Winter is almost upon us, and though we are well-entrenched in our little bunker because of COVID19 preventative measures, we are yearning to cocoon even more. It’s the holidays, and the cold weather, and the early dark nights that turn us toward candles, twinkly lights and the warm kitchen. We will be doing some holiday baking this weekend, but first we need some nourishing and reassuring hot food.
The Scandinavians have a healthy approach to winter – they embrace the cold weather and make things bright and colorful – defying the gloom of early nightfall. I like to think about bright red wooden Swedish horses, and filling-destroying Swedish fish candy. Swedish comfort food – husmanskost – is hot and hearty. Pour yourself a cup of glogg and warm yourself by your virtual fire. https://www.thespruceeats.com/traditional-glogg-recipe-3510987
Yes, mournful, soul-searching Inspector Kurt Wallander was depressed, and had to solve multiple murders in the beautiful, but austere, Swedish countryside. He might have been less gloomy had he tasted our variation on Svenska Kottbullar, Swedish Meatballs instead of pizza at Bröderna M. I like to think that our meatballs are tastier than IKEA’s, but I haven’t been to an IKEA for a long time. Until the pandemic subsides, and we are free to roam around again, homemade will have to do. https://www.allrecipes.com/recipe/216564/swedish-meatballs-svenska-kottbullar/
A friend of mine used to make several crockpots-ful for her annual Christmas soirée. I hope she knows how to scale back production this year, otherwise she will be eating them all winter long – which isn’t necessarily a bad thing.
Swedish meatballs are slightly more elegant than meatloaf. The American humorist Jean Shepherd waxed poetical about his mother’s meatloaf, she of “rump-sprung chenille bathrobe” ignominy. I used to listen to Shepherd on the radio as he spun his tales growing up in Depression-era Indiana. Shepherd achieved fame with his A Christmas Story, this is the appropriate season to serve up some childhood meatloaf. I have found that you can never improve on your own mother’s recipe. No one else ever makes it taste like home, and memories, however slightly the actual ingredients deviate from house to house. Perhaps you would like to try Ralphie’s Mother’s Braised Red Cabbage, useful as a pungent palate cleanser for my cloying nostalgia:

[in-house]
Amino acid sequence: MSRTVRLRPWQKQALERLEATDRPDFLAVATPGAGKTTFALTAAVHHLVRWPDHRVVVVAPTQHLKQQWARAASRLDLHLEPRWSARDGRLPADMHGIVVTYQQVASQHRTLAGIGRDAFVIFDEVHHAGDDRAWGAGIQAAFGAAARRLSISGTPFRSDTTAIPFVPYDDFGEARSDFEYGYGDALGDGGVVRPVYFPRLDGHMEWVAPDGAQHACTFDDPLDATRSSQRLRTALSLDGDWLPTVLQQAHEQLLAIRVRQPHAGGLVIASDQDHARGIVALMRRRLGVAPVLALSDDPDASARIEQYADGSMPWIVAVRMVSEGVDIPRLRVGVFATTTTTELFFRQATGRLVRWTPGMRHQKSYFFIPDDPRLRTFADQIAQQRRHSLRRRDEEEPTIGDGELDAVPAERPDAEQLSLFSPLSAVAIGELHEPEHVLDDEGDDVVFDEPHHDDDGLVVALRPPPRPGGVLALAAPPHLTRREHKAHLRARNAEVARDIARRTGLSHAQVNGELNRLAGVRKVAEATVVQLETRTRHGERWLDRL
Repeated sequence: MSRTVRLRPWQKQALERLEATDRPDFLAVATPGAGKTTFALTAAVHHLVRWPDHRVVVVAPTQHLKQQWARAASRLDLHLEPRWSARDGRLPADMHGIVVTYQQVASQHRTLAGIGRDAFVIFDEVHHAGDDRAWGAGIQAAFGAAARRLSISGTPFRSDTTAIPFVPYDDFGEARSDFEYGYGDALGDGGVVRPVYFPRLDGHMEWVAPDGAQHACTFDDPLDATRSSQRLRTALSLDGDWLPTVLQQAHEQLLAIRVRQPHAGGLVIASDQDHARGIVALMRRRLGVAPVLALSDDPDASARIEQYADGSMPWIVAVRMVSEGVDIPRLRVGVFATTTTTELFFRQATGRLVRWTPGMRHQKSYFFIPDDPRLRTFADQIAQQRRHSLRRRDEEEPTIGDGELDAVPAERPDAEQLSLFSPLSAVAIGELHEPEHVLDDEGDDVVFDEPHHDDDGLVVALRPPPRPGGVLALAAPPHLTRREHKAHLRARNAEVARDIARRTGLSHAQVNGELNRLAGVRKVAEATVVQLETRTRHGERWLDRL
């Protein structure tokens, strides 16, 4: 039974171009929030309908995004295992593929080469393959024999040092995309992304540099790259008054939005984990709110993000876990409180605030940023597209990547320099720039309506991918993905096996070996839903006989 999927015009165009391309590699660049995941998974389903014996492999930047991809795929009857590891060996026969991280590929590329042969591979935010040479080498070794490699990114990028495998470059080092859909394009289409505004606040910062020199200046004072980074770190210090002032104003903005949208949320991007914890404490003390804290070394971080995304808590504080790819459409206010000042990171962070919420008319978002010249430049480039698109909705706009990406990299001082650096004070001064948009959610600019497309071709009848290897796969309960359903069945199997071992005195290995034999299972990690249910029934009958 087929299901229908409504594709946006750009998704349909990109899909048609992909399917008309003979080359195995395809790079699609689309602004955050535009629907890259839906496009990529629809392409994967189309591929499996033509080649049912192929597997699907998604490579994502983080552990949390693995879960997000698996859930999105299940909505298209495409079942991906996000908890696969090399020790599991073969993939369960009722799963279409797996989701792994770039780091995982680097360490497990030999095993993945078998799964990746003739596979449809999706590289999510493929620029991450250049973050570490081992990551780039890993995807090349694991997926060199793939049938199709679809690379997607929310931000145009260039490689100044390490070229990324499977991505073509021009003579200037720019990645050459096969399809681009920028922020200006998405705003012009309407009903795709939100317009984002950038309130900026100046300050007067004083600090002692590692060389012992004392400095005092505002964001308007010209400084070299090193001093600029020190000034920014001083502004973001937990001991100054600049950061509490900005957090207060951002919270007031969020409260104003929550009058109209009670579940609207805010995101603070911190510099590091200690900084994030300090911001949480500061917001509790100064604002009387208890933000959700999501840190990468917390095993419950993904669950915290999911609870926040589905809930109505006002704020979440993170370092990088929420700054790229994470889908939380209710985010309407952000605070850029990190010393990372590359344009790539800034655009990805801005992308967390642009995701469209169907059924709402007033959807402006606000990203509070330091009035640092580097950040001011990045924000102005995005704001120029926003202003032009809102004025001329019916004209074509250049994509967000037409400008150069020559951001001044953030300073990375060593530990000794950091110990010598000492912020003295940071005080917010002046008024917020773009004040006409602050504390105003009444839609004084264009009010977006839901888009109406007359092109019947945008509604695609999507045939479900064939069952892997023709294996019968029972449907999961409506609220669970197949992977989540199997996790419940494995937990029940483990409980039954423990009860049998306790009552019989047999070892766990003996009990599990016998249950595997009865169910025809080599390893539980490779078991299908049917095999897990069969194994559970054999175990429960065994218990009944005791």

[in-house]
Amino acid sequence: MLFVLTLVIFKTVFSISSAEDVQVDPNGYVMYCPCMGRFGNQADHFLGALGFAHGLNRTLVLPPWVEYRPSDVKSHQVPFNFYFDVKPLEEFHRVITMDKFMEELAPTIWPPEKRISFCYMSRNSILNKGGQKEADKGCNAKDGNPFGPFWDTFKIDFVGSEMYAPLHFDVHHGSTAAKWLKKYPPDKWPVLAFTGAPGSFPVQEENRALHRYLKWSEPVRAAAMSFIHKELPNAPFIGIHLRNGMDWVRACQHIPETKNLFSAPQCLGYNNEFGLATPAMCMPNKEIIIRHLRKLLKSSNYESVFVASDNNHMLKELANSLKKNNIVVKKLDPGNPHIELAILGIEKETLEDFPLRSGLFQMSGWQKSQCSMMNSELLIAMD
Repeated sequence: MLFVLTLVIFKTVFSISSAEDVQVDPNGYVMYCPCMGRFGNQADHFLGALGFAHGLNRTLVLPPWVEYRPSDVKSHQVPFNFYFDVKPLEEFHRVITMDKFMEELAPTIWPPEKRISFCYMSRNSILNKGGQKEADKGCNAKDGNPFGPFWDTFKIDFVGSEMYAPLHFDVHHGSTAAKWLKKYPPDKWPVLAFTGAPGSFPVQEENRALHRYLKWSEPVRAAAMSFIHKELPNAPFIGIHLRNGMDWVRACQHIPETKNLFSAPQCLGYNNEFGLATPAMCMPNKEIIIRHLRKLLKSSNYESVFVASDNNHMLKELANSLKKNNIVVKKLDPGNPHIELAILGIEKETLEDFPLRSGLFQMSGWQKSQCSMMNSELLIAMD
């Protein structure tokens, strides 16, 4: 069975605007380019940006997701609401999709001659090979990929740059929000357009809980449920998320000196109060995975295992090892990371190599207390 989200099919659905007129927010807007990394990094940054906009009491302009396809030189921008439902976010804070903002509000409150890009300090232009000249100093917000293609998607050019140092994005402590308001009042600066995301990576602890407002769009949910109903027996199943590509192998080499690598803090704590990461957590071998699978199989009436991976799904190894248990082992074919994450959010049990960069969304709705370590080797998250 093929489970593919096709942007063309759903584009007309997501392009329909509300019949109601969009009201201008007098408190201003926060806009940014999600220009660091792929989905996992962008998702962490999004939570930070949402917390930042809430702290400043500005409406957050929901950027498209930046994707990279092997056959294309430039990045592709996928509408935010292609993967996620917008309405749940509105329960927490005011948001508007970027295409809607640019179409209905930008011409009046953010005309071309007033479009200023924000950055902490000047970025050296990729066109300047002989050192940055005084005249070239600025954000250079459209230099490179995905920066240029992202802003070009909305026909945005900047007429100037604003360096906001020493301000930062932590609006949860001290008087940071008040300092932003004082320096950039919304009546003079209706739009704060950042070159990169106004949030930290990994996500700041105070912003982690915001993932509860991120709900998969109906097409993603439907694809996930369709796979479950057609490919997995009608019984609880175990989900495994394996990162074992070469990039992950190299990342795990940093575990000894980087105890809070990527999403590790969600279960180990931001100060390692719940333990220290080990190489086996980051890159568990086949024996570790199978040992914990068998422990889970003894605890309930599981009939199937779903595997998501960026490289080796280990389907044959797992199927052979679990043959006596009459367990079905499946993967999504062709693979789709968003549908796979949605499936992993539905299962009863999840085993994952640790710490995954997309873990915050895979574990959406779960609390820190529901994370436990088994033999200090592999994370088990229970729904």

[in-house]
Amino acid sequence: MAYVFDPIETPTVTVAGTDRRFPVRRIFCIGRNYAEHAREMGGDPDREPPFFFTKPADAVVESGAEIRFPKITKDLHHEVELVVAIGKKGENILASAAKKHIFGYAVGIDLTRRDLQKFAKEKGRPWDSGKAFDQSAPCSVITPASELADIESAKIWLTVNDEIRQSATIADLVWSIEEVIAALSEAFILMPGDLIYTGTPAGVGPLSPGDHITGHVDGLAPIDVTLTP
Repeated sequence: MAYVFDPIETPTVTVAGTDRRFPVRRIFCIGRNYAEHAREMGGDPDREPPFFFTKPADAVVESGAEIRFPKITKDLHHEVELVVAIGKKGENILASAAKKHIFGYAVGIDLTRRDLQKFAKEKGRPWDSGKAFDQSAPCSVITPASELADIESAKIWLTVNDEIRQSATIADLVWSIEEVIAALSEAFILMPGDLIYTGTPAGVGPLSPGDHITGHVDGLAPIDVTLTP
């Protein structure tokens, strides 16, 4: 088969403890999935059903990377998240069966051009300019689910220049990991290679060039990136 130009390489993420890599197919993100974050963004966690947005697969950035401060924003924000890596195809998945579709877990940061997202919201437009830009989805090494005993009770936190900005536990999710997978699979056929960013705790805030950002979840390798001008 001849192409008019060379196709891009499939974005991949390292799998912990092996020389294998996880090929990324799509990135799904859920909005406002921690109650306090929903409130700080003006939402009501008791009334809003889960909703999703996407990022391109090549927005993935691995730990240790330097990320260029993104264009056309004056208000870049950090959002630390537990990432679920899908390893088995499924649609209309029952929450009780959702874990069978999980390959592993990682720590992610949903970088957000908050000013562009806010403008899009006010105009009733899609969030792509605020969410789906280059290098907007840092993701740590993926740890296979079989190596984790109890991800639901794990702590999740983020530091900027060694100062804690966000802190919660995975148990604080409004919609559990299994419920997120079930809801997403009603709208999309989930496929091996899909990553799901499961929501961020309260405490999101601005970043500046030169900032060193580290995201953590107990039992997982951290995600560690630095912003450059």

1 medium-size red cabbage, thinly sliced
1/4 cup red wine vinegar
1 teaspoon salt
1/2 teaspoon black pepper
4 bacon slices, diced
1 large onion, thinly sliced
2 apples, peeled and diced
3/4 cup red wine
1/4 cup sugar
1/4 teaspoon minced garlic
* Toss together cabbage, red wine vinegar, salt and pepper in a large bowl.
* Cook bacon in a large Dutch oven over medium high flame for 10 minutes or until just crisp.
* Add onion to bacon and sauté another 5 minutes or until tender.
* Stir in cabbage mixture, apples, red wine, sugar and garlic to onion and bacon mixture in the pot. Cover and reduce heat to medium and simmer 30 to 35 minutes, adding a splash of water, if necessary.
* Makes 6 servings.
– – Recipe courtesy of Warner Bros. Studios
Meatloaf scene from The Christmas Story: https://www.youtube.com/watch?v=Q0dUmykdtJA
Which is a natural segue to Shepherd’s Pie! It’s warm, steamy, and topped with irresistible mashed potatoes. It uses up leftovers! It makes you eat vegetables! It is loaded with calories that you will effortlessly burn off while shoveling your neighbor’s walk, because it’s the right thing to do. (Not being huge lamb fans we make this with ground beef. Heresy, I know.) https://www.epicurious.com/recipes/member/views/gordon-ramsay-s-shepherd-pie-50161080
Warm yourselves. Merry Christmas from the Spy Test Kitchen!
“If I could work my will every idiot who goes about with ‘Merry Christmas’ on his lips, should be boiled with his own pudding, and buried with a stake of holly through his heart. He should!”